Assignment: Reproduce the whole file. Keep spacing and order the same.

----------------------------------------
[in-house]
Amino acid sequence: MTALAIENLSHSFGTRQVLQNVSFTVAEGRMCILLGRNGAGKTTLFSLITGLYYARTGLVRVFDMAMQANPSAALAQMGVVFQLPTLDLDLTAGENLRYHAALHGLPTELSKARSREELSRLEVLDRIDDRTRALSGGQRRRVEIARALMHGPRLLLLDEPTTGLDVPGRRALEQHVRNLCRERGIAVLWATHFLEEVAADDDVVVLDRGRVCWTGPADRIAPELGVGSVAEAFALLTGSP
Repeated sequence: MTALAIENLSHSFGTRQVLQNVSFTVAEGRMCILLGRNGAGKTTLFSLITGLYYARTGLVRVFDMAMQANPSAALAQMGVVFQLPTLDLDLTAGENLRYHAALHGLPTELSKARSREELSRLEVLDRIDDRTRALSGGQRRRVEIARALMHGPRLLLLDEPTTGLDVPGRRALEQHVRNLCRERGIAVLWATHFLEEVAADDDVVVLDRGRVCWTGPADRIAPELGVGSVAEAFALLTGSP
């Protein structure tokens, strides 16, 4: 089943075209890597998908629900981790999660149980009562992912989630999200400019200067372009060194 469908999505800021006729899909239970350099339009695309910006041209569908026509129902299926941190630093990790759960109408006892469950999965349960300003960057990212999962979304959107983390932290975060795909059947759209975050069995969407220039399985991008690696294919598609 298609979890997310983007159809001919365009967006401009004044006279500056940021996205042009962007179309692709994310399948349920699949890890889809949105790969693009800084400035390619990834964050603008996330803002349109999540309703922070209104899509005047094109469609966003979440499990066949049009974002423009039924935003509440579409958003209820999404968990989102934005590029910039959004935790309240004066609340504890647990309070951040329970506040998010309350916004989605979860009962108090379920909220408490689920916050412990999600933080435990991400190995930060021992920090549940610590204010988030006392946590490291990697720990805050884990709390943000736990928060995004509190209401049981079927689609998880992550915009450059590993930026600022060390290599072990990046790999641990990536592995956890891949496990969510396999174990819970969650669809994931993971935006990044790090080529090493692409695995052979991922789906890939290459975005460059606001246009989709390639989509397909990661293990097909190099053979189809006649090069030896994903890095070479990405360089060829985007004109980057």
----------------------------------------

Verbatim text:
[in-house]
Amino acid sequence: MTALAIENLSHSFGTRQVLQNVSFTVAEGRMCILLGRNGAGKTTLFSLITGLYYARTGLVRVFDMAMQANPSAALAQMGVVFQLPTLDLDLTAGENLRYHAALHGLPTELSKARSREELSRLEVLDRIDDRTRALSGGQRRRVEIARALMHGPRLLLLDEPTTGLDVPGRRALEQHVRNLCRERGIAVLWATHFLEEVAADDDVVVLDRGRVCWTGPADRIAPELGVGSVAEAFALLTGSP
Repeated sequence: MTALAIENLSHSFGTRQVLQNVSFTVAEGRMCILLGRNGAGKTTLFSLITGLYYARTGLVRVFDMAMQANPSAALAQMGVVFQLPTLDLDLTAGENLRYHAALHGLPTELSKARSREELSRLEVLDRIDDRTRALSGGQRRRVEIARALMHGPRLLLLDEPTTGLDVPGRRALEQHVRNLCRERGIAVLWATHFLEEVAADDDVVVLDRGRVCWTGPADRIAPELGVGSVAEAFALLTGSP
């Protein structure tokens, strides 16, 4: 089943075209890597998908629900981790999660149980009562992912989630999200400019200067372009060194 469908999505800021006729899909239970350099339009695309910006041209569908026509129902299926941190630093990790759960109408006892469950999965349960300003960057990212999962979304959107983390932290975060795909059947759209975050069995969407220039399985991008690696294919598609 298609979890997310983007159809001919365009967006401009004044006279500056940021996205042009962007179309692709994310399948349920699949890890889809949105790969693009800084400035390619990834964050603008996330803002349109999540309703922070209104899509005047094109469609966003979440499990066949049009974002423009039924935003509440579409958003209820999404968990989102934005590029910039959004935790309240004066609340504890647990309070951040329970506040998010309350916004989605979860009962108090379920909220408490689920916050412990999600933080435990991400190995930060021992920090549940610590204010988030006392946590490291990697720990805050884990709390943000736990928060995004509190209401049981079927689609998880992550915009450059590993930026600022060390290599072990990046790999641990990536592995956890891949496990969510396999174990819970969650669809994931993971935006990044790090080529090493692409695995052979991922789906890939290459975005460059606001246009989709390639989509397909990661293990097909190099053979189809006649090069030896994903890095070479990405360089060829985007004109980057």